There is a big field of candidates running for the Democratic nomination for President in 2020. The candidates each bring their own unique strengths to the table in a bid to take our country in a very different direction than the one we’re on today.

But as we well know from 2016, the media (and especially social media) gets fixated on non-substantial issues that take up all the oxygen. Plus, they don’t give the candidates the same treatment or the same amount of airtime.

In order to help voters get to know the candidates, I’ve gathered quotes and information about what the candidates have said or done in regards to the 7 issues that midterm voters identified as the most important. I hope that these guides serve as a helpful starting point for you as you look into which candidates (or how many candidates!) you are interested in supporting…

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Jay Inslee: The 7 Issues Guide

Today I bring you the 8th installment of TokyoSand’s excellent series, The 7 Issues Guide, helping us get to know a bit about the platforms of the democratic candidates running for the office of president next year. Jay Inslee is on deck today, and I didn’t know much about him, other than that he is the Governor of the State of Washington, but I like what I see here. Thank you, TokyoSand, and your diligent volunteers, for helping us get to know Mr. Inslee!

Political⚡Charge

Inslee Photo via Puget Sound Business Journal

The Democrats have a big field of candidates running for President in 2020. To briefly use a sports analogy, I see our candidates as the starting players on the Blue team, each bringing their own unique strengths to the table in a bid to take our country in a very different direction than the one we’re on today.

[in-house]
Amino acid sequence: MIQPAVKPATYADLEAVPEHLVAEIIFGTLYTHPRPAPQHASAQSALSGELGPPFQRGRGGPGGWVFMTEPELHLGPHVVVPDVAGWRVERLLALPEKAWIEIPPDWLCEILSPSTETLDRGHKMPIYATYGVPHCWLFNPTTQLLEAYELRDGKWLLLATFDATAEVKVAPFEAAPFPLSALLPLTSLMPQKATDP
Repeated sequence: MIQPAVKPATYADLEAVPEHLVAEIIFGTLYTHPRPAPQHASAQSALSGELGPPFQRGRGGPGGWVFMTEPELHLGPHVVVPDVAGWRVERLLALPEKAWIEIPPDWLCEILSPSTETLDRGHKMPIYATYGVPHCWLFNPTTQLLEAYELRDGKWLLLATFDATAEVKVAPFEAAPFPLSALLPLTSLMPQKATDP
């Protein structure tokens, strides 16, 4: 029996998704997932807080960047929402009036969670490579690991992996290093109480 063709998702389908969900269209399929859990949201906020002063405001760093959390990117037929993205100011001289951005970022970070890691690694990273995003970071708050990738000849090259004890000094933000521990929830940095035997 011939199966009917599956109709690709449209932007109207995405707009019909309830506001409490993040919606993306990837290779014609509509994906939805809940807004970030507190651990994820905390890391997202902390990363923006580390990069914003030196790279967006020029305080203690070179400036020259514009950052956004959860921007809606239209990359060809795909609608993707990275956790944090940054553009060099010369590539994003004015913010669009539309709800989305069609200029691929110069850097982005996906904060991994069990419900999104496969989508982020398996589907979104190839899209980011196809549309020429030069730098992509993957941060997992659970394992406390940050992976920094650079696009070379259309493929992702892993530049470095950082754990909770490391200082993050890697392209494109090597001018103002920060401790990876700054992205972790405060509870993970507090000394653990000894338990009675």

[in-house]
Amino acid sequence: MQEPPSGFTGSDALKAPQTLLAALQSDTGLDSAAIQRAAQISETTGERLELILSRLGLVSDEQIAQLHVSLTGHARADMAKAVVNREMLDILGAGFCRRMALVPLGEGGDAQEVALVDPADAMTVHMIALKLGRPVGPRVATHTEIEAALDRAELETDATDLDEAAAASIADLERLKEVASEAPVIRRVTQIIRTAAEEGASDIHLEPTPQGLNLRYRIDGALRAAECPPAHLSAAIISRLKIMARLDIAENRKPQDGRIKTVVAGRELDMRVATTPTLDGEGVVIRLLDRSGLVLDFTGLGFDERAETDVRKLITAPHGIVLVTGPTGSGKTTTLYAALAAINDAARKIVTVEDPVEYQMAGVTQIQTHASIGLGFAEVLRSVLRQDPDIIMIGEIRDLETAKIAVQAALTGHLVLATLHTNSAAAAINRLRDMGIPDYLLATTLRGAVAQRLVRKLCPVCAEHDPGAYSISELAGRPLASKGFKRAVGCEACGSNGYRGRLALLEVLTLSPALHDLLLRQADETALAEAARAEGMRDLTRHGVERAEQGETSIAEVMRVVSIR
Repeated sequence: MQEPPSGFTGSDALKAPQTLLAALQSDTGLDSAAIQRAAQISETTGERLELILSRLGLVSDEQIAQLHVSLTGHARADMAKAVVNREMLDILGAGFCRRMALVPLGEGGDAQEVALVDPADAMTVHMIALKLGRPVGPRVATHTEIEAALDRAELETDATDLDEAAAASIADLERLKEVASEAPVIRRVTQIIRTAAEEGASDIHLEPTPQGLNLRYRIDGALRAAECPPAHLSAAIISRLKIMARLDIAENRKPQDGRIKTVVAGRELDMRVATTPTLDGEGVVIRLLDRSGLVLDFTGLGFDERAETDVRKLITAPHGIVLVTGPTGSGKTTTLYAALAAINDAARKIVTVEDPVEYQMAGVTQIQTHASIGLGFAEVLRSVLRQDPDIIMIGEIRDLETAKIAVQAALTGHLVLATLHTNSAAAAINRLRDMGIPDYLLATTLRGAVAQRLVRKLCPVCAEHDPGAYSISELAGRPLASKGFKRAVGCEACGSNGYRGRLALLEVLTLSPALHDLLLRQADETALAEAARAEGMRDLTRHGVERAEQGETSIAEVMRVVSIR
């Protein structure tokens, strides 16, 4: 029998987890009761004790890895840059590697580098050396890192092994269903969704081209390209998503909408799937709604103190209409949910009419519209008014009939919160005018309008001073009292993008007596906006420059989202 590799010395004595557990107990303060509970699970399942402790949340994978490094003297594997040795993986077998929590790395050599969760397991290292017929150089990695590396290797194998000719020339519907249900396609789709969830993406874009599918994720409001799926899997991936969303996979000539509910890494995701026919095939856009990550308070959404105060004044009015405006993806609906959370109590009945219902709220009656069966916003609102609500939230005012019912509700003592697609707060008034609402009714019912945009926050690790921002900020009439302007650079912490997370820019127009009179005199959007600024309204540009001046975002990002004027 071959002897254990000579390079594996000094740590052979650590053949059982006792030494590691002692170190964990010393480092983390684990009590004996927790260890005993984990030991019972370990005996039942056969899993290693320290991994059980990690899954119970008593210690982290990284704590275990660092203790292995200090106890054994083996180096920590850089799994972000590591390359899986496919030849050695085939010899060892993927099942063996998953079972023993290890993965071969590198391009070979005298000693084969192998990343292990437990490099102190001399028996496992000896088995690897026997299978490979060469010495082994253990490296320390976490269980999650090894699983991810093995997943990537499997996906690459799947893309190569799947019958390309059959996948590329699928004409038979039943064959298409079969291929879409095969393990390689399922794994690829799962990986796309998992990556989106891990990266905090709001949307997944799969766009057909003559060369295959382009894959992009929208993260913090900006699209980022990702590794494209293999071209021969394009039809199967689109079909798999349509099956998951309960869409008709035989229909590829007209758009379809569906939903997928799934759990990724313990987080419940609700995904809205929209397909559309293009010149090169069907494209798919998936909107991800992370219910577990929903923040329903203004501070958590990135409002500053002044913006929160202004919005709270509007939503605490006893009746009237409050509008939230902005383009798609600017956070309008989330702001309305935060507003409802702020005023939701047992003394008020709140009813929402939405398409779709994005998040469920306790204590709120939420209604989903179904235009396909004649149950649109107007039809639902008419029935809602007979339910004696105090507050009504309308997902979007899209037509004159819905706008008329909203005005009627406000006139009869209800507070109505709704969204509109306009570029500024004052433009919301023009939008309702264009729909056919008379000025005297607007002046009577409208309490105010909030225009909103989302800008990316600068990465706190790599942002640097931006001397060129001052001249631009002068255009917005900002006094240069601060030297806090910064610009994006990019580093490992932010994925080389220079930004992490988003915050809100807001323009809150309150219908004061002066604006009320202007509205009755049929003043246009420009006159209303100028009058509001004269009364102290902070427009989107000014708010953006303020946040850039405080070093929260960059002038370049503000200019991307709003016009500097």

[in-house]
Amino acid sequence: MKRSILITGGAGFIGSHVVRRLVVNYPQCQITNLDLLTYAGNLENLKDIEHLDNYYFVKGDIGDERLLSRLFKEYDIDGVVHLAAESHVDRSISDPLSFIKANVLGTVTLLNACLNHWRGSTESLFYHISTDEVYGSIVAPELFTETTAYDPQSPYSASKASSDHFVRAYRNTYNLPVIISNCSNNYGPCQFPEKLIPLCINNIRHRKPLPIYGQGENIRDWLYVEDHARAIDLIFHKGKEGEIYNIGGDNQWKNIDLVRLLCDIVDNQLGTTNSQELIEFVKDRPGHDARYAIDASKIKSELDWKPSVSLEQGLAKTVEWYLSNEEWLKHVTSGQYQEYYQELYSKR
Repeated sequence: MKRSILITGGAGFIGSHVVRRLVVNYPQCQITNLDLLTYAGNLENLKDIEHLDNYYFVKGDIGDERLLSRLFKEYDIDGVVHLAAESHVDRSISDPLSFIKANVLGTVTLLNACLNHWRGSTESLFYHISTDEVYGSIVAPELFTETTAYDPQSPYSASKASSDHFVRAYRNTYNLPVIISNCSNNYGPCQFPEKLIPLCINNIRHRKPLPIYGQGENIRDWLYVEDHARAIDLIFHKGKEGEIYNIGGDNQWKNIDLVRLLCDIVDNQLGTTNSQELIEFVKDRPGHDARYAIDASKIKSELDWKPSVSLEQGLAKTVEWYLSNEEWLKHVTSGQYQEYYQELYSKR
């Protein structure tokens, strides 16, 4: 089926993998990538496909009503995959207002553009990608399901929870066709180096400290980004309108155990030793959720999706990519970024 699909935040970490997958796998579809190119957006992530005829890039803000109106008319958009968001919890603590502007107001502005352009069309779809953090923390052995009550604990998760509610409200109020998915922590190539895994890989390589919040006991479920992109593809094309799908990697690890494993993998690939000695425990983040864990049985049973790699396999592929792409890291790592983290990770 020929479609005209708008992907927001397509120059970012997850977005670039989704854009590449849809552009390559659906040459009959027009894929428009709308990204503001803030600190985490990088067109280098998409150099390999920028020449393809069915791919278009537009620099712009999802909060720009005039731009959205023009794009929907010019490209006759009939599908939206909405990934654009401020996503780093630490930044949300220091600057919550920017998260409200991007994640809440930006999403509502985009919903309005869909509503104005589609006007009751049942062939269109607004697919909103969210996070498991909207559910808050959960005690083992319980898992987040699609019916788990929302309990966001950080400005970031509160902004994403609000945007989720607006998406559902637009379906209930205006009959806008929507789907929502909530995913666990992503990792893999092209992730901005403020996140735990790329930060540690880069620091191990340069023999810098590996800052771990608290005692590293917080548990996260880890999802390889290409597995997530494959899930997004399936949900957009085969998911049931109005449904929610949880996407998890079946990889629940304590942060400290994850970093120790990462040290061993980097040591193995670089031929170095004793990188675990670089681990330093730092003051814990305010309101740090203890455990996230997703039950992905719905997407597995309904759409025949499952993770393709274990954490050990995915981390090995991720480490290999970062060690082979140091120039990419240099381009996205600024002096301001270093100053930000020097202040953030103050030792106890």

But as we well know from 2016, the media (and especially social media) gets fixated on non-substantial issues that take up all the oxygen. Plus, they don’t give the candidates the same treatment or the same amount of airtime.

In order to help voters get to know the Democratic candidates, I’ve enlisted the help of a team of terrific volunteers who have helped gather quotes and information about what the candidates have said or done in regards to the7 issues that midterm voters identified as…

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Julian Castro: The 7 Issues Guide

This is the third of TokyoSand’s excellent series that introduces us to the many candidates who will be running on the democratic ticket for the office of president next year. So far we have met Kamala Harris and Amy Klobuchar, and today we will meet Julian Castro. This is an excellent series providing valuable information about the candidates all in one place, so I hope you’ll take a few minutes to read it. Thank you again, TokyoSand, for this post and permission to share it!